Alzheimer's disease and its precursor, mild cognitive impairment, appear to be associated with an increased risk of death among both white and African American older adults, according to a report in the June issue of Archives of Neurology, one of the JAMA/Archives journals.
Alzheimer's disease reduces life expectancy and has emerged as a leading cause of death in the United States, according to background information in the article. "Data from two national surveys suggest that life expectancy among patients with Alzheimer's disease may be greater for African Americans than for whites," the authors write. "However, not all surveys have reported this difference. Furthermore, in these surveys, the diagnosis of Alzheimer's disease is not based on a uniform clinical evaluation but derived from medical records, increasing the likelihood of substantial variation in the quality of diagnostic classifications."
Robert S. Wilson, Ph.D., and colleagues at Rush University Medical Center, Chicago, studied 1,715 older adults (average age 80.1, 52.5 percent African American) from four adjacent neighborhoods in Chicago. Each participant had a clinical evaluation that included medical history, a neurological examination and cognitive (thinking, learning and memory) function testing. Based on these evaluations, an experienced physician diagnosed 296 (17.3 percent) of the participants with Alzheimer's disease, 597 (34.8 percent) with mild cognitive impairment and 20 (1.2 percent) with other forms of dementia, while 802 (46.8 percent) had no cognitive impairment.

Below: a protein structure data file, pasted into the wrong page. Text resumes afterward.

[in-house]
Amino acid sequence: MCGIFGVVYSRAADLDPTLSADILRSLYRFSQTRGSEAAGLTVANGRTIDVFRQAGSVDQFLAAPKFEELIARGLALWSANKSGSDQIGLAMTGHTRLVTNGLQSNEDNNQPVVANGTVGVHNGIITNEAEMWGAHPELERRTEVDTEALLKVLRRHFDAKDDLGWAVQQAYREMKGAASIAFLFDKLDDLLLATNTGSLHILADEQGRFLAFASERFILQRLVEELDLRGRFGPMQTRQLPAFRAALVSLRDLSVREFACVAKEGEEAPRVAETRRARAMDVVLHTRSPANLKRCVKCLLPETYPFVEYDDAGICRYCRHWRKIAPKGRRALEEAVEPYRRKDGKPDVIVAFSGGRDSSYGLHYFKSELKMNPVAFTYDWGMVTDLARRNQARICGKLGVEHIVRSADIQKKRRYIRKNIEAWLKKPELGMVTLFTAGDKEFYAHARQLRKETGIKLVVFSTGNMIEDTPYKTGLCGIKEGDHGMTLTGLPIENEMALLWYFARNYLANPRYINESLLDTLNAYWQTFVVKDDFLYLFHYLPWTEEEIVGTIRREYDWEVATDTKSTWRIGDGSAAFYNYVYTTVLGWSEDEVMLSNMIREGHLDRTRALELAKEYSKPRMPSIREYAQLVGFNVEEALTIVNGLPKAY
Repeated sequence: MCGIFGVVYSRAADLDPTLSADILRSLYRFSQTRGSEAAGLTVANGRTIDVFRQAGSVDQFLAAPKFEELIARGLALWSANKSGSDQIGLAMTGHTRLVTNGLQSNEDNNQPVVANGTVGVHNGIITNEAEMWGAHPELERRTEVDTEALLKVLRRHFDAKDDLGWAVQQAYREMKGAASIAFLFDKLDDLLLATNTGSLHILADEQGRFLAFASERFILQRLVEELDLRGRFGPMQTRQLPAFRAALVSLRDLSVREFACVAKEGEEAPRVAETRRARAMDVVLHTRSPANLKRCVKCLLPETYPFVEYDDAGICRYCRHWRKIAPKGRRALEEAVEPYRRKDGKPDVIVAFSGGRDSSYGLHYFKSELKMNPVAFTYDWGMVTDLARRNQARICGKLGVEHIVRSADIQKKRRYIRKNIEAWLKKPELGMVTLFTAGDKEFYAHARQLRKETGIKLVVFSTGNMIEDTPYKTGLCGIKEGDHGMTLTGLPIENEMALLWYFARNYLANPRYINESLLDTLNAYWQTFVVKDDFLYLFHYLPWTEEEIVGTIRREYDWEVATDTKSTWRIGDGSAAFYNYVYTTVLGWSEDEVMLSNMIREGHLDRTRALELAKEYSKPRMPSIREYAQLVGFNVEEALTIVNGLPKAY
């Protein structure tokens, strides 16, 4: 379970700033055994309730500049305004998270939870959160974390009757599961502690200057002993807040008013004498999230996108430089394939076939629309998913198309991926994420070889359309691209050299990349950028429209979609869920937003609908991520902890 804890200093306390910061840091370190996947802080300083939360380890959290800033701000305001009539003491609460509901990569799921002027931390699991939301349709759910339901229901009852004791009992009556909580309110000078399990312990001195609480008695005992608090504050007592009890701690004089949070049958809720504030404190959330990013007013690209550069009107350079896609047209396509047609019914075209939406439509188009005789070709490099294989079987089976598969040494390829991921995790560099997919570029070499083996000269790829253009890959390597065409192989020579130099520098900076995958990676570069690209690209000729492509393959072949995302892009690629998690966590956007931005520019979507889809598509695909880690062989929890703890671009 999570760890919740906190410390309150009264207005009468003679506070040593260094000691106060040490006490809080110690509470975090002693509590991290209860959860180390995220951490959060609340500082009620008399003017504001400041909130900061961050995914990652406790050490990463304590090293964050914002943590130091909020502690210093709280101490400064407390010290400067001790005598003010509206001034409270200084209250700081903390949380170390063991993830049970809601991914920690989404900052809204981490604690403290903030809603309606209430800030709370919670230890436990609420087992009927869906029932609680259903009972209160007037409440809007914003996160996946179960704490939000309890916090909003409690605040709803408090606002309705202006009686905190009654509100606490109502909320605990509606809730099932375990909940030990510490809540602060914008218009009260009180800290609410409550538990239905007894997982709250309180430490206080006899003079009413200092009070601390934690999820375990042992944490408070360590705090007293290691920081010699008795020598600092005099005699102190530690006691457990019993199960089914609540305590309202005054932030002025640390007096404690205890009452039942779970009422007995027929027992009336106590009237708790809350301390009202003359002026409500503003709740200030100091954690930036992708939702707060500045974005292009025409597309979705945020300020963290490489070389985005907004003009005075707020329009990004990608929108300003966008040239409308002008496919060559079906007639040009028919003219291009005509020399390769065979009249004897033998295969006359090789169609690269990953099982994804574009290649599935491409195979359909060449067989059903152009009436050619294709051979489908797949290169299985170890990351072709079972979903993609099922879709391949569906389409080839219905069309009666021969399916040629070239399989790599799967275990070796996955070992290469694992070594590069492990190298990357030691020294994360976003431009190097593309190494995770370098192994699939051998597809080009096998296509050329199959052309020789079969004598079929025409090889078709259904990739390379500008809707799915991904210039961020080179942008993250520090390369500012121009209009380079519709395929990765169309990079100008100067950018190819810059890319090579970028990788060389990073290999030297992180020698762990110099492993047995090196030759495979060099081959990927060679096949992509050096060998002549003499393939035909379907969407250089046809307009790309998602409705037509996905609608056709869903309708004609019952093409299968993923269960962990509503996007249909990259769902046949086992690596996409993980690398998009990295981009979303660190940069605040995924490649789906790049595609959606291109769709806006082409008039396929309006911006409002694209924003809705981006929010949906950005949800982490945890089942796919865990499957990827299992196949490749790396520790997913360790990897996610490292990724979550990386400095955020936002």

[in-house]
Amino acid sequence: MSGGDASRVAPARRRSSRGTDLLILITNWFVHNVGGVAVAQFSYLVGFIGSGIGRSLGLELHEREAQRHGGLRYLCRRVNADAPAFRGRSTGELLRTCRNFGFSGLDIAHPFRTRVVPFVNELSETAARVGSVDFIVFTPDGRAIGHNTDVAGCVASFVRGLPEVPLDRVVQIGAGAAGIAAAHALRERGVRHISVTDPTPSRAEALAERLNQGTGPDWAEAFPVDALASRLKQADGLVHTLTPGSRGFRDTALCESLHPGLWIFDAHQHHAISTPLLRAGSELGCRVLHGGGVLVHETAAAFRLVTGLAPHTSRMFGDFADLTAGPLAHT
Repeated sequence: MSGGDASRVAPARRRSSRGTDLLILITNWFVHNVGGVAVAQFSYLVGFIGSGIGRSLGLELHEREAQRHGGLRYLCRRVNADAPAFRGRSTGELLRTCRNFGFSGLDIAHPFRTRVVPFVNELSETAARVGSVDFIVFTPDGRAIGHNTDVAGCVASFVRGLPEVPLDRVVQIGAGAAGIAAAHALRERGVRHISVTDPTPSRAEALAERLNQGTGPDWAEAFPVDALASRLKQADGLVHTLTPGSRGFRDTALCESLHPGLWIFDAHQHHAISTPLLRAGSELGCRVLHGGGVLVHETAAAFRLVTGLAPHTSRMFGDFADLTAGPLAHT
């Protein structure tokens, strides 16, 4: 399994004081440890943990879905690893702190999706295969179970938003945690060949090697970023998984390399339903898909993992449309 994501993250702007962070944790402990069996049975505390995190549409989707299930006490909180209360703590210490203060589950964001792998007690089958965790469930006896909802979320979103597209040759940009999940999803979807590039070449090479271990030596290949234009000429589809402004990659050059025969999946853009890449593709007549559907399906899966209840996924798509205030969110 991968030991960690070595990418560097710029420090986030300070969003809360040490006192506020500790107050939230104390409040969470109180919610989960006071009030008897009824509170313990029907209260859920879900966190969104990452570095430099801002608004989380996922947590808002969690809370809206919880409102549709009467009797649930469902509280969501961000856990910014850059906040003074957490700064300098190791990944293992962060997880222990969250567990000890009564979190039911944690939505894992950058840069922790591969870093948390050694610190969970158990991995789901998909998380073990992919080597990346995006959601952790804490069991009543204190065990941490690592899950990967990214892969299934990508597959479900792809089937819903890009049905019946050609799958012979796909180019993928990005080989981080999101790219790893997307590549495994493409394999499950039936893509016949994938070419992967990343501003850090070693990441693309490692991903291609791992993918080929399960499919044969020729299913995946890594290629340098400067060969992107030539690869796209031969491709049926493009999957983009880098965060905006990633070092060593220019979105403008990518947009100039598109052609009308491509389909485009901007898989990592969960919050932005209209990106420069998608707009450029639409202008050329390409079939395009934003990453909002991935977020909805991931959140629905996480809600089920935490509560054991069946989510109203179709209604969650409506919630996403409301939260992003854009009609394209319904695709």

During up to 10 years of follow-up (average observation period, 4.7 years) 634 individuals died (37 percent), including 25.8 percent of those without cognitive impairment, 40.4 percent of those with mild cognitive impairment, 59.1 percent of those with Alzheimer's disease and 60 percent of those with other forms of dementia. "Compared with people without cognitive impairment, risk of death was increased by about 50 percent among those with mild cognitive impairment and was nearly three-fold greater among those with Alzheimer's disease," the authors write. "These effects were seen among African Americans and whites and did not differ by race."
Among individuals with mild cognitive impairment, risk of death increased as cognitive impairment became more severe, another association that did not differ by race. A similar association between disease severity and survival was seen among patients with Alzheimer's disease, although that effect was slightly stronger for African Americans than for whites.
"Overall, these results do not suggest strong racial differences in survival for persons with mild cognitive impairment and Alzheimer's disease," the authors conclude.